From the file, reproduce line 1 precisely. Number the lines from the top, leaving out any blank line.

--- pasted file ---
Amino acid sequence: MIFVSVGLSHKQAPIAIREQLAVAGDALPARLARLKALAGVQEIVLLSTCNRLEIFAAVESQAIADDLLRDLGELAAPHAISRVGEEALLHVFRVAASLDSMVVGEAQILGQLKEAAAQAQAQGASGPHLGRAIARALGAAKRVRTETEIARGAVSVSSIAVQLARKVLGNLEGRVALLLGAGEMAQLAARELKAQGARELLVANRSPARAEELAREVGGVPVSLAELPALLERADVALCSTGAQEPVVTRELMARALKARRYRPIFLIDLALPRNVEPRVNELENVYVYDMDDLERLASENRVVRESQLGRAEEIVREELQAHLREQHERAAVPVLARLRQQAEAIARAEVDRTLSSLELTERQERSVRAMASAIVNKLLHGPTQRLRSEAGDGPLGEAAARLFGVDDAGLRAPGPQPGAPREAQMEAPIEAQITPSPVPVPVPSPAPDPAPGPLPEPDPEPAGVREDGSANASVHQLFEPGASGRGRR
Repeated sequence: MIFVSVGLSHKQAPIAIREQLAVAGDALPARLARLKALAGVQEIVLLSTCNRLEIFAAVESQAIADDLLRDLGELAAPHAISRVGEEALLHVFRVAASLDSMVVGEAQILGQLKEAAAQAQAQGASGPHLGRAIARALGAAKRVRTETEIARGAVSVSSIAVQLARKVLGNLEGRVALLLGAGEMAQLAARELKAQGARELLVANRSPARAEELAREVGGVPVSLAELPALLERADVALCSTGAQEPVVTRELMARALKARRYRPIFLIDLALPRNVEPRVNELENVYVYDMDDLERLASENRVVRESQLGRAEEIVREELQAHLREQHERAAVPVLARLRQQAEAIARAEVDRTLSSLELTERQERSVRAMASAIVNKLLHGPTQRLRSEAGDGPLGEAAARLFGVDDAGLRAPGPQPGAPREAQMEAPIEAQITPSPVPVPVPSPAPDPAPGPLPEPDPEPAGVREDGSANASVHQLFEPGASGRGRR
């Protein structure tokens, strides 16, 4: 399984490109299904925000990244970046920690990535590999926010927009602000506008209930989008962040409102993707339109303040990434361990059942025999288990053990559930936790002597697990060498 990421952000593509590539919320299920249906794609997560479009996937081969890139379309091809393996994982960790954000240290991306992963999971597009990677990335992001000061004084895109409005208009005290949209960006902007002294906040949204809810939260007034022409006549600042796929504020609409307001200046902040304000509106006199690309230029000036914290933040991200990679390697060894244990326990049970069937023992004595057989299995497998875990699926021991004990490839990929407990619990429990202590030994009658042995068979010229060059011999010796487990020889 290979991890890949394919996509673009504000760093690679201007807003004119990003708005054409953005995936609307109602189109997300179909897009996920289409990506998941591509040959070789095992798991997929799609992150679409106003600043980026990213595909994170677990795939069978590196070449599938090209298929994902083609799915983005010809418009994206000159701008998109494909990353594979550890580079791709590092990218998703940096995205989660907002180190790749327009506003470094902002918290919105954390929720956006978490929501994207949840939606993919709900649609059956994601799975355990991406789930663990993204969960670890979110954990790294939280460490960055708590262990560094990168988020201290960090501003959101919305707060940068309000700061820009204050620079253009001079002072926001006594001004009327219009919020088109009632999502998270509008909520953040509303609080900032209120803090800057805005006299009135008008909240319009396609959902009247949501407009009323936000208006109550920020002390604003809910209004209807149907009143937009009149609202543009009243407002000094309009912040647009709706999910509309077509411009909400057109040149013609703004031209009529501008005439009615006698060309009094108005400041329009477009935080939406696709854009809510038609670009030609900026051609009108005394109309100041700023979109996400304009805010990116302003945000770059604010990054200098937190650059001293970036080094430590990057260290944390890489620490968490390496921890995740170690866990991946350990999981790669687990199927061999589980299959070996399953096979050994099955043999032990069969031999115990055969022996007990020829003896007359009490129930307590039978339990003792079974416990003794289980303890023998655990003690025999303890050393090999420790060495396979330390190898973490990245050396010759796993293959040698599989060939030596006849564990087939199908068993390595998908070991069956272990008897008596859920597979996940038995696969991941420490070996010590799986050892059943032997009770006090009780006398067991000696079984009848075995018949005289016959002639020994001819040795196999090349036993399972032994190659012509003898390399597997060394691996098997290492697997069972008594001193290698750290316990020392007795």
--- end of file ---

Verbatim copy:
Amino acid sequence: MIFVSVGLSHKQAPIAIREQLAVAGDALPARLARLKALAGVQEIVLLSTCNRLEIFAAVESQAIADDLLRDLGELAAPHAISRVGEEALLHVFRVAASLDSMVVGEAQILGQLKEAAAQAQAQGASGPHLGRAIARALGAAKRVRTETEIARGAVSVSSIAVQLARKVLGNLEGRVALLLGAGEMAQLAARELKAQGARELLVANRSPARAEELAREVGGVPVSLAELPALLERADVALCSTGAQEPVVTRELMARALKARRYRPIFLIDLALPRNVEPRVNELENVYVYDMDDLERLASENRVVRESQLGRAEEIVREELQAHLREQHERAAVPVLARLRQQAEAIARAEVDRTLSSLELTERQERSVRAMASAIVNKLLHGPTQRLRSEAGDGPLGEAAARLFGVDDAGLRAPGPQPGAPREAQMEAPIEAQITPSPVPVPVPSPAPDPAPGPLPEPDPEPAGVREDGSANASVHQLFEPGASGRGRR